By the middle of the 15th century, composers and singers from the Low Countries and adjacent areas began to overspread Europe, moving especially into Italy where they were employed by the papal chapel and the aristocratic patrons of the arts, such as the Medici, the Este family in Ferrara, and the Sforza family in Milan. They carried their style with them: smooth polyphony which could be adapted for sacred or secular use as appropriate. Principal forms of sacred musical composition at the time were the mass, the motet, and the laude; secular forms included the chanson, the frottola, and later the madrigal.

Notice a pattern here? Throughout the entire period you refer too people were paid, retained, whatever you would like to call it, to perform music. The music was telling of current events and was of the current style. In other words, that dreaded term you will not describe, FOLK music. Non of them worked on the fringes. None were trivialised. They were important members of society.

Now, having said all that, they were no more important than those unpaid farm labourers singing in pubs and modern football hooligans chanting on the terraaces when it comes to their contribution to folk music. But to deny their existance at all. A mistake surely?

And I still want to know how 650BC fits in:-)

Cheers

Dave


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Subject: RE: Money v Folk
From: Don Firth
Date: 13 May 08 - 01:19 PM

Not to put too fine a point on it, Sminky, I believe you revealed the level of you qualifications by attempting to divert my critical comments by picking on a typo in my post. When it comes to "petty," I think you have me beat on that one.

My point stands.

Don Firth


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Subject: RE: Money v Folk
From: GUEST,Tom Bliss
Date: 13 May 08 - 12:45 PM

"To suggest that the high quality of our traditional music could only arise from professionals seems disrespectful to our heritage and to brush aside the oral tradition as a myth."

Sorry I should have included that bit too.

Completely missing the point, if i might make so bold - and really rather insulting and divisive too I fear. I'm not going to try to explain because I don't think you will ever understand.


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Subject: RE: Money v Folk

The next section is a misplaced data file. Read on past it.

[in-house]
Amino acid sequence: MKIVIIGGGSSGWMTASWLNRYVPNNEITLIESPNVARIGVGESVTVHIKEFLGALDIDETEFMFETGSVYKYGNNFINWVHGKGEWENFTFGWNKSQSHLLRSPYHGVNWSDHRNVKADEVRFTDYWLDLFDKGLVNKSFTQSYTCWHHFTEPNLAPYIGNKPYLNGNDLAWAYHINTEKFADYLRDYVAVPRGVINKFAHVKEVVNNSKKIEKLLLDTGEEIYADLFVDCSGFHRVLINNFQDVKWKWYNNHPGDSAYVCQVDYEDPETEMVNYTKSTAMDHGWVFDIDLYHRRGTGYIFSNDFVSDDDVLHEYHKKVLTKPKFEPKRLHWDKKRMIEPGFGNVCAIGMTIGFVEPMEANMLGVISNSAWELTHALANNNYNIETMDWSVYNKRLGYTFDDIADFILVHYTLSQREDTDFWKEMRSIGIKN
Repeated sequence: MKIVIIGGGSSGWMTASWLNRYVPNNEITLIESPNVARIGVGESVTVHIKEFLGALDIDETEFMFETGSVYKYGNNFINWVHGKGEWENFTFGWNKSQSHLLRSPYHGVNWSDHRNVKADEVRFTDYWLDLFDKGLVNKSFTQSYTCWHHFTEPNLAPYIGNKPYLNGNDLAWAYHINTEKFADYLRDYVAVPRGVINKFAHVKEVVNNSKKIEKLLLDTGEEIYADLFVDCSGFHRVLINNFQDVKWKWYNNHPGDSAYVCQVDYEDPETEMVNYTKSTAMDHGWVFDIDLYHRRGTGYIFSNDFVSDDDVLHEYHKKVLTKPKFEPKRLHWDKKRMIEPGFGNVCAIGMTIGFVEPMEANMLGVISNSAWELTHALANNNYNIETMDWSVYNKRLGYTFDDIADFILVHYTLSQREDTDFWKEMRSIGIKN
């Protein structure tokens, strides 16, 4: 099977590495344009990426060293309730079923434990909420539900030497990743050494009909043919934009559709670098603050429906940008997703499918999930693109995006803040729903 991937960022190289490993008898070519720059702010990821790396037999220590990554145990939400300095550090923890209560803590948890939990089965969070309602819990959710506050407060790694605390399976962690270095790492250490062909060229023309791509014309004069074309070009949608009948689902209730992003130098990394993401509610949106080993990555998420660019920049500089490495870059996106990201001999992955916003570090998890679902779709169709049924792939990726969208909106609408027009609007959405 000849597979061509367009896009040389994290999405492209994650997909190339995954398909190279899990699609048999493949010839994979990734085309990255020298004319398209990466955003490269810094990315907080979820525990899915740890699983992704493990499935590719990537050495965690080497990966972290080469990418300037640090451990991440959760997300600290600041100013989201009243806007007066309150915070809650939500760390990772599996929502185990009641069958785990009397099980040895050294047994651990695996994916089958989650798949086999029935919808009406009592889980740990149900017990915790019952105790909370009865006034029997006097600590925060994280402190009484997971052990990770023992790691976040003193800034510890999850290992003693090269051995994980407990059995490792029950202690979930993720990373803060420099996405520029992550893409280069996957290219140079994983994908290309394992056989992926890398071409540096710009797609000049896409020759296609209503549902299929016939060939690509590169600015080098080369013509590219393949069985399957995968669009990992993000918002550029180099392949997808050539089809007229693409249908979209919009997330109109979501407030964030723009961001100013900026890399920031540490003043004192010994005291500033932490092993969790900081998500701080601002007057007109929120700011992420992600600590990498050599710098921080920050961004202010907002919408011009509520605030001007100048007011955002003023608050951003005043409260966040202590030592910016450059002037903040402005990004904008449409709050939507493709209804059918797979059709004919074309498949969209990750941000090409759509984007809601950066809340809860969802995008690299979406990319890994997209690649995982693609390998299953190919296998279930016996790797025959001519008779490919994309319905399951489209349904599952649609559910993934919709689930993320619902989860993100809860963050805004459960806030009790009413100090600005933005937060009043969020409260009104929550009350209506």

From: GUEST,Tom Bliss
Date: 13 May 08 - 12:43 PM

"The idea that there has ever been some sort of Guild of Master Folk Singers strikes me as absurd"

No-one has even remotely suggested such a thing Bryan.


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Subject: RE: Money v Folk
From: Leadfingers
Date: 13 May 08 - 11:51 AM

Agreeed there Snail - I have known a LOT of excellent performers AND writers who have only ever done low Paid Local gigs (IF they Gig at All) because they either DONT have the need for acclaim or have VERY well paid Day Job and families to keep !


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Subject: RE: Money v Folk
From: TheSnail
Date: 13 May 08 - 11:46 AM

Grab

And by being better at it than anyone else, they'll naturally become professionals in that area

Complete non-sequitur. There is much more to being a professional than the ability to sing or play. Giving up a secure, if dull, job for life on the road and an uncertain future when you've got obligations to family and social ties where you live is not a light decision either now or 200 years go.

Is it inconceivable that someone could be good at something purely for the love of it without getting paid?


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Subject: RE: Money v Folk
From: Leadfingers
Date: 13 May 08 - 11:43 AM

100 !!!


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Subject: RE: Money v Folk
From: Leadfingers
Date: 13 May 08 - 11:43 AM

Sadly , in a contest , Money v Folk , Folk woulkdnt stand a chance .


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Subject: RE: Money v Folk
From: Grab
Date: 13 May 08 - 11:02 AM

Sminky, frankly I don't care if you think that a paid servant doesn't qualify as a "folkie" by your personal definition. They were people singing traditional music, who were paid for doing so, and who were role models or aspirational figures for lesser (or younger) musicians. That answers your question.

You might also want to define what you consider to be "peripheral". You might be talking sheer numbers. In which case I'll certainly concede that a stadium full of football fans (or a valley full of football fans, further back in history) will certainly be singing without need of a minstrel. I'll further concede that if you're talking about worksongs or lullabies and nursery rhymes sung to children, then the majority would be sung without payment. But I *will* assert that without the existence of paid singers, the overwhelming majority of songs sung by those people, and the overwhelming majority of songs considered "traditional" today, simply wouldn't exist. Nor would most of the singing techniques exist, nor instrumental techniques, nor song/tune structures, nor dances. They were not created or evolved amongst people shouting out drinking songs, but amongst the few skileld musicians with real talent.